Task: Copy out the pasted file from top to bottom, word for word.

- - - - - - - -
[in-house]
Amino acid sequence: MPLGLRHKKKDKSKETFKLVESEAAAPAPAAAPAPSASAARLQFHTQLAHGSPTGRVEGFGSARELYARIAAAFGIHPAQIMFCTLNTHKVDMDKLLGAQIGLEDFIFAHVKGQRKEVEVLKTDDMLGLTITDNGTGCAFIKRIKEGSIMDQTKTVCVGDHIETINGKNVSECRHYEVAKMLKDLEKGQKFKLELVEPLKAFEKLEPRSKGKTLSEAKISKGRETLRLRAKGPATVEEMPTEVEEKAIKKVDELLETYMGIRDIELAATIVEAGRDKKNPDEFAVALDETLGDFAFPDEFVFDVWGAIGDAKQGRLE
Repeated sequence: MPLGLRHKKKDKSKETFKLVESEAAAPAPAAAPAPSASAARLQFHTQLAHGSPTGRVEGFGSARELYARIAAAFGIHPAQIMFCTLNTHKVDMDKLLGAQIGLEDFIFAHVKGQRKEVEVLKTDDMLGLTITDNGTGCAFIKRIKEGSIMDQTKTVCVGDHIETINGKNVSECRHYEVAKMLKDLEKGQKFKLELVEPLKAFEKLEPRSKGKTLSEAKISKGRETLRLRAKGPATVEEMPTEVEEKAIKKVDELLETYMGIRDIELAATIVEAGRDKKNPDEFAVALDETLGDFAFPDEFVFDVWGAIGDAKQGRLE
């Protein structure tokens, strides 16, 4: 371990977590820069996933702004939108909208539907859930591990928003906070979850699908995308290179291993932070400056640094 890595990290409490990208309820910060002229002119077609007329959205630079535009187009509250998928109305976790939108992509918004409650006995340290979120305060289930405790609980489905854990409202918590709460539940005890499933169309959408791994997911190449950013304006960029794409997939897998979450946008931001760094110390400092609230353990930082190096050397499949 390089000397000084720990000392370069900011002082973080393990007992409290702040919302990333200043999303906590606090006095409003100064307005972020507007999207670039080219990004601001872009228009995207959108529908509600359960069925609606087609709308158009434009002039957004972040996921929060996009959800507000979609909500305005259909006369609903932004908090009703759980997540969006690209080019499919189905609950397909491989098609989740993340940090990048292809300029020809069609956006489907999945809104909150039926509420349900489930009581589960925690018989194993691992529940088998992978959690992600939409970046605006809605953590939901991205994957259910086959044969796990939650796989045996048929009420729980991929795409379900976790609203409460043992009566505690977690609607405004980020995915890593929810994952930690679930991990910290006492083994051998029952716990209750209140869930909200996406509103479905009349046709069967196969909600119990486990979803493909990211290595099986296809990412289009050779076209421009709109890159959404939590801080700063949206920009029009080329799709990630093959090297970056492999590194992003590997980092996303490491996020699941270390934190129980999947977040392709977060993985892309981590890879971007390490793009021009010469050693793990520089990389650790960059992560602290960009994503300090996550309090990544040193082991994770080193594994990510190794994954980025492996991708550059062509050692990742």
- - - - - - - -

[in-house]
Amino acid sequence: MPLGLRHKKKDKSKETFKLVESEAAAPAPAAAPAPSASAARLQFHTQLAHGSPTGRVEGFGSARELYARIAAAFGIHPAQIMFCTLNTHKVDMDKLLGAQIGLEDFIFAHVKGQRKEVEVLKTDDMLGLTITDNGTGCAFIKRIKEGSIMDQTKTVCVGDHIETINGKNVSECRHYEVAKMLKDLEKGQKFKLELVEPLKAFEKLEPRSKGKTLSEAKISKGRETLRLRAKGPATVEEMPTEVEEKAIKKVDELLETYMGIRDIELAATIVEAGRDKKNPDEFAVALDETLGDFAFPDEFVFDVWGAIGDAKQGRLE
Repeated sequence: MPLGLRHKKKDKSKETFKLVESEAAAPAPAAAPAPSASAARLQFHTQLAHGSPTGRVEGFGSARELYARIAAAFGIHPAQIMFCTLNTHKVDMDKLLGAQIGLEDFIFAHVKGQRKEVEVLKTDDMLGLTITDNGTGCAFIKRIKEGSIMDQTKTVCVGDHIETINGKNVSECRHYEVAKMLKDLEKGQKFKLELVEPLKAFEKLEPRSKGKTLSEAKISKGRETLRLRAKGPATVEEMPTEVEEKAIKKVDELLETYMGIRDIELAATIVEAGRDKKNPDEFAVALDETLGDFAFPDEFVFDVWGAIGDAKQGRLE
């Protein structure tokens, strides 16, 4: 371990977590820069996933702004939108909208539907859930591990928003906070979850699908995308290179291993932070400056640094 890595990290409490990208309820910060002229002119077609007329959205630079535009187009509250998928109305976790939108992509918004409650006995340290979120305060289930405790609980489905854990409202918590709460539940005890499933169309959408791994997911190449950013304006960029794409997939897998979450946008931001760094110390400092609230353990930082190096050397499949 390089000397000084720990000392370069900011002082973080393990007992409290702040919302990333200043999303906590606090006095409003100064307005972020507007999207670039080219990004601001872009228009995207959108529908509600359960069925609606087609709308158009434009002039957004972040996921929060996009959800507000979609909500305005259909006369609903932004908090009703759980997540969006690209080019499919189905609950397909491989098609989740993340940090990048292809300029020809069609956006489907999945809104909150039926509420349900489930009581589960925690018989194993691992529940088998992978959690992600939409970046605006809605953590939901991205994957259910086959044969796990939650796989045996048929009420729980991929795409379900976790609203409460043992009566505690977690609607405004980020995915890593929810994952930690679930991990910290006492083994051998029952716990209750209140869930909200996406509103479905009349046709069967196969909600119990486990979803493909990211290595099986296809990412289009050779076209421009709109890159959404939590801080700063949206920009029009080329799709990630093959090297970056492999590194992003590997980092996303490491996020699941270390934190129980999947977040392709977060993985892309981590890879971007390490793009021009010469050693793990520089990389650790960059992560602290960009994503300090996550309090990544040193082991994770080193594994990510190794994954980025492996991708550059062509050692990742």